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The Center for Housing Policy’s publications cover a range of topics, programs and policies related to the broad goal of identifying and meeting the nation’s housing challenges.
By default, all publications are sorted by date, showing the most recent publications first. To view publications on specific topics, or alphabetically, please use the navigation panel on the left-hand side of the screen.
As signs increasingly point to a housing market recovery, finding affordable housing can be difficult for low- and moderate-income workers, including workers in the travel industry. In this edition of Paycheck to Paycheck, we look at housing affordability in 207 metropolitan areas for mid-career workers in the following five travelrelated jobs: auto mechanics, flight attendants, hotel front desk managers, housekeepers, and wait staff.
This report, published in conjunction with the Lincoln Institute of Land Policy and the National Community Land Trust Network, explores how Community Land Trusts (CLTs) are helping to ensure that affordably priced, transit-accessible homes will continue to be available for lower-income households as regions like Atlanta, Denver, and the Twin Cities expand and create new transit systems.
This analysis provides a broad overview of state housing policy with a particular focus on policies that help remediate child poverty, promote family and residential stability for children, and help families access communities of opportunity that offer good schools and other amenities that make them especially good places to raise children.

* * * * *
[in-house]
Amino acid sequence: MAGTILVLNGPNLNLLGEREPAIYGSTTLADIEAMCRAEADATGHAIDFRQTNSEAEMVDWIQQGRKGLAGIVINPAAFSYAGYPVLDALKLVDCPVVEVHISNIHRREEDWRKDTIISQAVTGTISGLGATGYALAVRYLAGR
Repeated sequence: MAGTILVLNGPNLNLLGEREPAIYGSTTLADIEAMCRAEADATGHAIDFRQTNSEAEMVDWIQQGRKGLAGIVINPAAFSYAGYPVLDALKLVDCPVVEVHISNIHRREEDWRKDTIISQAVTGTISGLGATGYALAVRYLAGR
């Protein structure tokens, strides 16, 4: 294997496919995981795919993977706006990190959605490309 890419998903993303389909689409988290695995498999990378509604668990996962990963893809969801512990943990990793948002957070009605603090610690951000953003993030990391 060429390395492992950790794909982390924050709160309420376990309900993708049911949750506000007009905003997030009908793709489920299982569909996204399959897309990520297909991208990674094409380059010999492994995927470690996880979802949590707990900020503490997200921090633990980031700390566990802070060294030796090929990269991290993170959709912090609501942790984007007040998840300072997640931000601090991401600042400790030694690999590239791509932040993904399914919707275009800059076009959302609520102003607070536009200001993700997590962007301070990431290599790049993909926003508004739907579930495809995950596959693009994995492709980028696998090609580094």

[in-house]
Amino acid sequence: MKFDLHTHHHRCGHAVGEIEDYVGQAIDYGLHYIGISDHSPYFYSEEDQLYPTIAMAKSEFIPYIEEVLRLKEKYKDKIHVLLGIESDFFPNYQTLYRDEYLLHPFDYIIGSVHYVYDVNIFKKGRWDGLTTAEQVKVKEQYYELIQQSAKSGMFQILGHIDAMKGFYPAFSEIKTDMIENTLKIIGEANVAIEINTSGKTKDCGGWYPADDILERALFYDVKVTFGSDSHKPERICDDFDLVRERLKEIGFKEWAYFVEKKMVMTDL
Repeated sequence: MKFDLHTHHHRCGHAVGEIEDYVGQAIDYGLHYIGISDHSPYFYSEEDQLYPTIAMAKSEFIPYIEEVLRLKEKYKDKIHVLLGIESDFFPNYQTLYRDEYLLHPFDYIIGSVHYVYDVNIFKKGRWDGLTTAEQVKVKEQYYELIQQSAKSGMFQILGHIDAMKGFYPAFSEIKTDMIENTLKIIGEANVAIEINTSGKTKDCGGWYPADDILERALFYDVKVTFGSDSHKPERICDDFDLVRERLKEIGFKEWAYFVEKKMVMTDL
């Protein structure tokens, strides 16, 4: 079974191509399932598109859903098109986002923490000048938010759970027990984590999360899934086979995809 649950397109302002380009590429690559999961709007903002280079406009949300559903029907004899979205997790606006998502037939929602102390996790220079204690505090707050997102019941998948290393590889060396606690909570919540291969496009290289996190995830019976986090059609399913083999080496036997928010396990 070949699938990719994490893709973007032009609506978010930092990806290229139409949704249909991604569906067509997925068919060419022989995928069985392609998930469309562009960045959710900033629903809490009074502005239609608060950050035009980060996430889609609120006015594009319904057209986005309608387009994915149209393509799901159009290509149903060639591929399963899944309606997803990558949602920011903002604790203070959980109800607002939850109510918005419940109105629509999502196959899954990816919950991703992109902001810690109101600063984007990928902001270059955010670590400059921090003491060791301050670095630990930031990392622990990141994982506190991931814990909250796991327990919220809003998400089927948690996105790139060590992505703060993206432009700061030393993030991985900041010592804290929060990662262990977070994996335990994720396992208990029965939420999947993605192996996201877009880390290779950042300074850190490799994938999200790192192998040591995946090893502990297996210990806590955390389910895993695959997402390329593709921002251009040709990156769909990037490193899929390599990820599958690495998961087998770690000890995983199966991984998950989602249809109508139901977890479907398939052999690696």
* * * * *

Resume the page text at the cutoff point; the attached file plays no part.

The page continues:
A guide to policy and practice for veterans permanent supportive housing, highlighting essential elements, funding programs, and examples of developments across the U.S.
This annual report explores severe housing cost burden among working households in the U.S. Drawing on the latest U.S. Census American Communities Survey data from 2008-2011, report authors Janet Viveiros and Maya Brennan find that more than a quarter of all working households in the U.S. spend more than half of their income on housing, and that this figure rose in communities and state around the country over the study period. Working renter households bore the brunt of this trend, with incomes falling by more than 3 percent while their housing costs rose by nearly 6 percent.